… the Social Security (Administration) Act contains various provisions that apply in relation to the administration of the social security law that are not relevant to Chapter 2D which simply provides legislative authority for certain spending (12).
By way of example, the SSAA includes provision for internal review of decisions (Part 4) and review by the Administrative Appeals Tribunal (AAT) (Part 4A). The Government considers that decisions made under Chapter 2D of the SSA (which are ‘entirely discretionary decisions, typically to make grant- or procurement-related payments to service providers’) are:
entirely unsuitable for internal review or review by the Administrative Appeals Tribunal for all of the same reasons that decisions made in the exercise of the spending power in section 32B of the FFSP Act are unsuitable for such review. There is no reason to treat decisions made under Chapter 2D differently to those made under section 32B of the FFSP Act, and it was never the intent to do so. This amendment would make clear that merits review of Chapter 2D decisions is not available.
Identifying additional heads of power
The High Court’s decision in Williams v Commonwealth No. 2 (Williams No. 2) made it clear that legislation intended to support spending, which also needed to be supported by a Commonwealth head of power .
Current section 1062B of the SSA sets out the constitutional limits with respect to an arrangement or grant made pursuant to section 1062A. Item 7 of the Bill attempts to strengthen the Commonwealth’s claim that all spending on employment programs and services is covered by relevant heads of power by adding references to Australia’s international obligations under the climate change treaties by making amendments to section 1062B. According to the Explanatory Memorandum to the Bill:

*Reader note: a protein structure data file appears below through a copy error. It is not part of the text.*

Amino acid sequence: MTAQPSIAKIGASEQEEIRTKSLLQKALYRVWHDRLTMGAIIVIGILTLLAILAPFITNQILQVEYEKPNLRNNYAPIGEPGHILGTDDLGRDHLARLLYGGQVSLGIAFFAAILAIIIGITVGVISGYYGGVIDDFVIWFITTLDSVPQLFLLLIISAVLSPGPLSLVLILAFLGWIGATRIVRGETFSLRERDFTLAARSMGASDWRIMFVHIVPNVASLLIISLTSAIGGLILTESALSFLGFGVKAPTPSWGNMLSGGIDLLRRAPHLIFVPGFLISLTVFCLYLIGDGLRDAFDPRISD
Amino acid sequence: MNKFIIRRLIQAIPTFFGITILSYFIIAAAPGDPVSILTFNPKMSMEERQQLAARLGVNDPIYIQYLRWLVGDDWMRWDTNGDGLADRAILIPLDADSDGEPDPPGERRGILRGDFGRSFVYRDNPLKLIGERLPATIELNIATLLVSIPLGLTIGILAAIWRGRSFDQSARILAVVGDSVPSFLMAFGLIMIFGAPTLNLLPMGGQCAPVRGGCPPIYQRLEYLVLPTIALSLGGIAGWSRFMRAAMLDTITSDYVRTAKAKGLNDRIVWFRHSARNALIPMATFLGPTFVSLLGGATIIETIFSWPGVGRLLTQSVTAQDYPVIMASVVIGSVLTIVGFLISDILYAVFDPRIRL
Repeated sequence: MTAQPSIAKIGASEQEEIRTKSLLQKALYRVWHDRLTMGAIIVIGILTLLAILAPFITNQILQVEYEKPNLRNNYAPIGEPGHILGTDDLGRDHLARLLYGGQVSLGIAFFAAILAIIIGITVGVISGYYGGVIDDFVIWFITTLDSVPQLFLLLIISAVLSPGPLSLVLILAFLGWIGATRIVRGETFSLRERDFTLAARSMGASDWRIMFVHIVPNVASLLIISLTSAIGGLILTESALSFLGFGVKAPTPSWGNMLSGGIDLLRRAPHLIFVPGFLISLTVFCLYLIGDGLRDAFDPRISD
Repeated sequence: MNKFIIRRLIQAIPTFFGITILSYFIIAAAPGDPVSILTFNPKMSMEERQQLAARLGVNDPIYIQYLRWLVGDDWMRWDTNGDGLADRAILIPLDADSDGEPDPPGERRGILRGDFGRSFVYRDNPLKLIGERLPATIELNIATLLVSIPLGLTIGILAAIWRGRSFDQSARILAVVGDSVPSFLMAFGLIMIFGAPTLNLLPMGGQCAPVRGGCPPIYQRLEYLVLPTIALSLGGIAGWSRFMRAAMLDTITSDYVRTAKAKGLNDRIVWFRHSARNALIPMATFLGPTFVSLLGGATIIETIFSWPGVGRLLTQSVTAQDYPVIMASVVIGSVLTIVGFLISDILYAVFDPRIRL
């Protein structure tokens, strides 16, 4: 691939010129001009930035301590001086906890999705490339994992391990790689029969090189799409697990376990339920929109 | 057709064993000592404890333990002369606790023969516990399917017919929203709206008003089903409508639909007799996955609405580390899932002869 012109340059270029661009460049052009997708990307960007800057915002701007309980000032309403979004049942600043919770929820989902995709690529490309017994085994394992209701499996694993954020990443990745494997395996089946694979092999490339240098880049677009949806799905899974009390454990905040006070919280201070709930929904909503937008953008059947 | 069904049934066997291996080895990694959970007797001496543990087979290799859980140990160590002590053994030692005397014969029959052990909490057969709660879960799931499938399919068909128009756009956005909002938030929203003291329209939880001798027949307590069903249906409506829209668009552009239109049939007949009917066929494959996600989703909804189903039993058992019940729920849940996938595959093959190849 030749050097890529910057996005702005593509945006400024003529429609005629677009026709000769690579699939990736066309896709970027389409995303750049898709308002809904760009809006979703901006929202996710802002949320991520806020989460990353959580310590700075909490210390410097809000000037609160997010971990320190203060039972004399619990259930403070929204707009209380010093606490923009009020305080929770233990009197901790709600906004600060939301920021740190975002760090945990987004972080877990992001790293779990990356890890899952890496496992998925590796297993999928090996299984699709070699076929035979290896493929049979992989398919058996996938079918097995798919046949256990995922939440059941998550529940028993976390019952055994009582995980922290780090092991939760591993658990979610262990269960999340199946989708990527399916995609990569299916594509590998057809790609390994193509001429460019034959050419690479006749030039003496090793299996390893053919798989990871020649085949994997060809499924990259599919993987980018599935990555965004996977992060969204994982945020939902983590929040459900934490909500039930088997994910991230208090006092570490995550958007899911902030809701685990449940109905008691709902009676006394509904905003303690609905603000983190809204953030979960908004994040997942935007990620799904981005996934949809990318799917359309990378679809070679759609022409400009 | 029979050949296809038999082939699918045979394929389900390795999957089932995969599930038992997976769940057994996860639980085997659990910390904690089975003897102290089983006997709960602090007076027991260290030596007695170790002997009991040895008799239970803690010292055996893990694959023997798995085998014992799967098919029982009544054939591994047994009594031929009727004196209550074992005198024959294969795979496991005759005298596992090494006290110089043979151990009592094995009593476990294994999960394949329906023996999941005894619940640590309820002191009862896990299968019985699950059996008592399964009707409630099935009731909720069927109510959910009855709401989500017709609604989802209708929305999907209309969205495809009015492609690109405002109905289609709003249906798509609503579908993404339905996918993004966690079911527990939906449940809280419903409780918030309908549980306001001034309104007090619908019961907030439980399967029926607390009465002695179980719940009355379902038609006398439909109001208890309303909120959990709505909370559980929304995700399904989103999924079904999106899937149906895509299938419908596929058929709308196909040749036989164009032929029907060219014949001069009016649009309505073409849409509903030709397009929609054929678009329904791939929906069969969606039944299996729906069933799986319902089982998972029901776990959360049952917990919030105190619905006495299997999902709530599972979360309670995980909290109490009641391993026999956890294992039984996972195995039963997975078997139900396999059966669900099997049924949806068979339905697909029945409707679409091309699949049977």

The Australian Government is committed to supporting individuals in Australia to get and keep paid work through Australia’s clean energy transition. To the extent that programs aimed at providing such support are intended to reduce Australia’s domestic emissions, they might derive constitutional support from the external affairs power in section 51(xxix) of the Constitution, as enlivened by the climate change treaties. The insertion of these paragraphs would provide additional support for spending on such programs.
As discussed above, paragraph 1062B(k) provides that an arrangement or grant referred to in section 1062A may be with respect to 'people to whom paragraph 51(xxvi) of the Constitution applies'. Item 8 of the Bill seeks to amend this paragraph by specifying 'Indigenous persons' as the particular persons for whom an arrangement or grant may be made. The Explanatory Memorandum states:
This a technical amendment to ensure that Chapter 2D better engages with the Commonwealth’s races power in paragraph 51(xxvi) of the Constitution. Specifically, paragraph 51(xxvi) of the Constitution relates to “the people of any race for whom it is deemed necessary to make special laws”. Courts have held (for example, in Koowarta v Bjelke-Petersen (1982) 153 CLR 168 that a law enacted under section 51(xxvi) of the Constitution must be a special law for the people of a particular race. Accordingly, this amendment would identify “Indigenous persons” as the people of a particular race for whom Parliament intends to make a special law.
As discussed above, the PJCHR has raised some concerns with this proposed amendment and has suggested that ‘the proportionality of this measure may be assisted were the Bill amended to restrict the funding of programs with respect to Indigenous persons to those that benefit, and do not discriminate against, Indigenous persons’.
The Bill also makes a number of other minor amendments. These are discussed in the Explanatory Memorandum.